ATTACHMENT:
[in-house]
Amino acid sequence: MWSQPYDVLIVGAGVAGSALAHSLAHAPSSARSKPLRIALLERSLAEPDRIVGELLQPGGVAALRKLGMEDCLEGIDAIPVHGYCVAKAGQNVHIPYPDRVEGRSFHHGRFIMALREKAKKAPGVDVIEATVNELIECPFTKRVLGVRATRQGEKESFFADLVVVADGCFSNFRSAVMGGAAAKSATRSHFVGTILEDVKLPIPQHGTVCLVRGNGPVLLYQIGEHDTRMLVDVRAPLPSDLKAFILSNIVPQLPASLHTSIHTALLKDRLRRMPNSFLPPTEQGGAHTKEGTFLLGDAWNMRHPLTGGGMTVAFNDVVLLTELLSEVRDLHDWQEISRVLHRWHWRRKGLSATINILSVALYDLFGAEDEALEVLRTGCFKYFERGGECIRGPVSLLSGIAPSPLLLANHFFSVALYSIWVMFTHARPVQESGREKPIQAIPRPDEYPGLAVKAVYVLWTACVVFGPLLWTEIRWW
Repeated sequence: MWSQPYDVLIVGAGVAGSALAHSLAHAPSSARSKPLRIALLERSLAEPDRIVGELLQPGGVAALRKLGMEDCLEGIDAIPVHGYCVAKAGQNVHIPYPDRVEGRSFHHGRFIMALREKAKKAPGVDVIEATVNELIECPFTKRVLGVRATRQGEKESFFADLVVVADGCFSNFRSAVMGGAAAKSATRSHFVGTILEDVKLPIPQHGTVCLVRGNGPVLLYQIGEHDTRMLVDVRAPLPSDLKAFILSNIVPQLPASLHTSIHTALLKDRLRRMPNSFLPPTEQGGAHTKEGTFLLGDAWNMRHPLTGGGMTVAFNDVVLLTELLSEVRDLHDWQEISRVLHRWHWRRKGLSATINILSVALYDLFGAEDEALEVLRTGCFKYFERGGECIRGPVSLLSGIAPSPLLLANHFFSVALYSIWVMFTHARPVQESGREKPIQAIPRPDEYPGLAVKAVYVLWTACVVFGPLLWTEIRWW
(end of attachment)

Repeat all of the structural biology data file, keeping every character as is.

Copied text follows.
[in-house]
Amino acid sequence: MWSQPYDVLIVGAGVAGSALAHSLAHAPSSARSKPLRIALLERSLAEPDRIVGELLQPGGVAALRKLGMEDCLEGIDAIPVHGYCVAKAGQNVHIPYPDRVEGRSFHHGRFIMALREKAKKAPGVDVIEATVNELIECPFTKRVLGVRATRQGEKESFFADLVVVADGCFSNFRSAVMGGAAAKSATRSHFVGTILEDVKLPIPQHGTVCLVRGNGPVLLYQIGEHDTRMLVDVRAPLPSDLKAFILSNIVPQLPASLHTSIHTALLKDRLRRMPNSFLPPTEQGGAHTKEGTFLLGDAWNMRHPLTGGGMTVAFNDVVLLTELLSEVRDLHDWQEISRVLHRWHWRRKGLSATINILSVALYDLFGAEDEALEVLRTGCFKYFERGGECIRGPVSLLSGIAPSPLLLANHFFSVALYSIWVMFTHARPVQESGREKPIQAIPRPDEYPGLAVKAVYVLWTACVVFGPLLWTEIRWW
Repeated sequence: MWSQPYDVLIVGAGVAGSALAHSLAHAPSSARSKPLRIALLERSLAEPDRIVGELLQPGGVAALRKLGMEDCLEGIDAIPVHGYCVAKAGQNVHIPYPDRVEGRSFHHGRFIMALREKAKKAPGVDVIEATVNELIECPFTKRVLGVRATRQGEKESFFADLVVVADGCFSNFRSAVMGGAAAKSATRSHFVGTILEDVKLPIPQHGTVCLVRGNGPVLLYQIGEHDTRMLVDVRAPLPSDLKAFILSNIVPQLPASLHTSIHTALLKDRLRRMPNSFLPPTEQGGAHTKEGTFLLGDAWNMRHPLTGGGMTVAFNDVVLLTELLSEVRDLHDWQEISRVLHRWHWRRKGLSATINILSVALYDLFGAEDEALEVLRTGCFKYFERGGECIRGPVSLLSGIAPSPLLLANHFFSVALYSIWVMFTHARPVQESGREKPIQAIPRPDEYPGLAVKAVYVLWTACVVFGPLLWTEIRWW